The basic idea is that we are taking the original location of the object and using a 'sin' wave to animate it back and forth on the 'y' axis, adding in a bit of randomness for good measure along the way. The node setup above equates to this equation:
sin(xLocation - ((time + TimeOffset)/Speed)) * RandomNumber * Strength + OriginalLocation
After that we multiply in a bit of randomness between 0.5 and 1 so they each move a bit more individually, turn down the overall effect by multiplying by a number less than one, add it to the original 'y' value (so they start from their original 'y' positions), combine the 'y' location with the original 'x' and 'z' locations, before it's finally used by the 'Object Transforms Output' node which sets the location for the current object. Phew.
It's possible, likely even, that this equation could be simplified, but such was the joy of finally getting something which resembled a result that I couldn't bear to touch anything and accidentally break it.
Add it all together
Now we've calculated the location and the scale we can add all the nodes together, producing this wonder:
Really, I should have added in a few more images, gifs or some other animated doodahs to break up those chunks of text, but golly gosh, I really couldn't be bothered; it took long enough just to write all of this without faffing about making nice illustrative, understandable and helpful images.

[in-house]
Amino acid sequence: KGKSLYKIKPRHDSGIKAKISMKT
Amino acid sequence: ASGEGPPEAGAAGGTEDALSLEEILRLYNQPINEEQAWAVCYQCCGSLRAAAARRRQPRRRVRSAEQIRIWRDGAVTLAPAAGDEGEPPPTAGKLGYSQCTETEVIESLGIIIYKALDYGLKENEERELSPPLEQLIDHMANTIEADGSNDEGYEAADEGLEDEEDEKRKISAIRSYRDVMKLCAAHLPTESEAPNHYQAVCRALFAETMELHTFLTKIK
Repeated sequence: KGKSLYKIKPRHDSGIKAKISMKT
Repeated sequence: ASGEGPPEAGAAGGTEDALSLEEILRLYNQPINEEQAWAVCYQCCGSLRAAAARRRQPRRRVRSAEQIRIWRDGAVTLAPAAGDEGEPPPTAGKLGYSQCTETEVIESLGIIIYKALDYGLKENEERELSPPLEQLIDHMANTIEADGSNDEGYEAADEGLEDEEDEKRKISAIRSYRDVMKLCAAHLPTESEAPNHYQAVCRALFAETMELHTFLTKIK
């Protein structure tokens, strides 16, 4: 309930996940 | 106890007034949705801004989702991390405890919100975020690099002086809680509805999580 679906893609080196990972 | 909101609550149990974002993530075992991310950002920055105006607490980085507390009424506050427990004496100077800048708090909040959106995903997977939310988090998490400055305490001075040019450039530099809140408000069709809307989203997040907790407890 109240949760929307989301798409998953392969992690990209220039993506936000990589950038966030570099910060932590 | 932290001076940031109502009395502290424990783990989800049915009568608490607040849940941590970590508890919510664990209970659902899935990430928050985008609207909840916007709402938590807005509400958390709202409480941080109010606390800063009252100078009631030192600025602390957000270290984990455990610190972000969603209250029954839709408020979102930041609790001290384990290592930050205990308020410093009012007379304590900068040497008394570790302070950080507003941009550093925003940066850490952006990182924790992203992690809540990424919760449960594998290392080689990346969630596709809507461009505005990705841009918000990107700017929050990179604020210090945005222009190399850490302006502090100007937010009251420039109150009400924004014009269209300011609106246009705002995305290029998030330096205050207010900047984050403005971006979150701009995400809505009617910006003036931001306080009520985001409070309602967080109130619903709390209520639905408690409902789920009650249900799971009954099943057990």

So there we have it, a completely clear, 100% explained, nothing vague, detailed, step-by-step guide of how I did it. Apart from all the parts I skimmed over and left to you, the avid reader, to figure out for yourselves. Which, in fairness to me - and I have been assured that I definitely deserve fairness - is only really the animating of the empties and the adding and connecting of the nodes.
Well done me. And well done to you for getting this far. But mainly well done me. Because let's be honest, it's me that's done most of the work in this transaction. I've had to use all 10 fingers to type, you've just had to use two eyes. Or whatever number of eyes you have available to you. Either way, regardless of the number of operational eyes, 10 fingers is more. No one's got 10 eyes.
Unless you're reading it in a group.